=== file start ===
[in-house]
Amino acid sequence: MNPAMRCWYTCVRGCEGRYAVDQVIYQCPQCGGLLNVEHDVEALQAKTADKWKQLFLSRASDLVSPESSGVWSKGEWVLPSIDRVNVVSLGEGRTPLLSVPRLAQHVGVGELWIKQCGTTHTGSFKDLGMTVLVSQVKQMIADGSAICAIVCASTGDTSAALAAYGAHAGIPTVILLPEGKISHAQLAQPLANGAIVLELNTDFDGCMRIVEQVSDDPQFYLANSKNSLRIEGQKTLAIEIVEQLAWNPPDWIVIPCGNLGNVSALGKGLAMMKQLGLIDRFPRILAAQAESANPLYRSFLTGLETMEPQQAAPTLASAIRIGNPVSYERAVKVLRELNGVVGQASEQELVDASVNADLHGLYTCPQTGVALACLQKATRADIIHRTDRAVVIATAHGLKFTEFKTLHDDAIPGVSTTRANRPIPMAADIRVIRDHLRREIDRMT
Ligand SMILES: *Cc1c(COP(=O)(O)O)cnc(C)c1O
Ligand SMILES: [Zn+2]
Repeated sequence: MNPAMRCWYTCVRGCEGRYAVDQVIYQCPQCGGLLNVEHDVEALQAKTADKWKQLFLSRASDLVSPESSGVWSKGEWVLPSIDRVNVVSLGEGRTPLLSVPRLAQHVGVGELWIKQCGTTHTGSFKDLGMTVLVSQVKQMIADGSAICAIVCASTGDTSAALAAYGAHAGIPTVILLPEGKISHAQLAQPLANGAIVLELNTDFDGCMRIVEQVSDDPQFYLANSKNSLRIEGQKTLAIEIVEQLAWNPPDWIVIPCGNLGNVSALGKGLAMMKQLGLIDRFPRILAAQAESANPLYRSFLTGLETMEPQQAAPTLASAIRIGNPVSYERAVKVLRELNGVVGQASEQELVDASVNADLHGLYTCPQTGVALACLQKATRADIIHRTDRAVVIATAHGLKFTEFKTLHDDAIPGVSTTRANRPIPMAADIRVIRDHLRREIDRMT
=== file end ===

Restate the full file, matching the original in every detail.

[in-house]
Amino acid sequence: MNPAMRCWYTCVRGCEGRYAVDQVIYQCPQCGGLLNVEHDVEALQAKTADKWKQLFLSRASDLVSPESSGVWSKGEWVLPSIDRVNVVSLGEGRTPLLSVPRLAQHVGVGELWIKQCGTTHTGSFKDLGMTVLVSQVKQMIADGSAICAIVCASTGDTSAALAAYGAHAGIPTVILLPEGKISHAQLAQPLANGAIVLELNTDFDGCMRIVEQVSDDPQFYLANSKNSLRIEGQKTLAIEIVEQLAWNPPDWIVIPCGNLGNVSALGKGLAMMKQLGLIDRFPRILAAQAESANPLYRSFLTGLETMEPQQAAPTLASAIRIGNPVSYERAVKVLRELNGVVGQASEQELVDASVNADLHGLYTCPQTGVALACLQKATRADIIHRTDRAVVIATAHGLKFTEFKTLHDDAIPGVSTTRANRPIPMAADIRVIRDHLRREIDRMT
Ligand SMILES: *Cc1c(COP(=O)(O)O)cnc(C)c1O
Ligand SMILES: [Zn+2]
Repeated sequence: MNPAMRCWYTCVRGCEGRYAVDQVIYQCPQCGGLLNVEHDVEALQAKTADKWKQLFLSRASDLVSPESSGVWSKGEWVLPSIDRVNVVSLGEGRTPLLSVPRLAQHVGVGELWIKQCGTTHTGSFKDLGMTVLVSQVKQMIADGSAICAIVCASTGDTSAALAAYGAHAGIPTVILLPEGKISHAQLAQPLANGAIVLELNTDFDGCMRIVEQVSDDPQFYLANSKNSLRIEGQKTLAIEIVEQLAWNPPDWIVIPCGNLGNVSALGKGLAMMKQLGLIDRFPRILAAQAESANPLYRSFLTGLETMEPQQAAPTLASAIRIGNPVSYERAVKVLRELNGVVGQASEQELVDASVNADLHGLYTCPQTGVALACLQKATRADIIHRTDRAVVIATAHGLKFTEFKTLHDDAIPGVSTTRANRPIPMAADIRVIRDHLRREIDRMT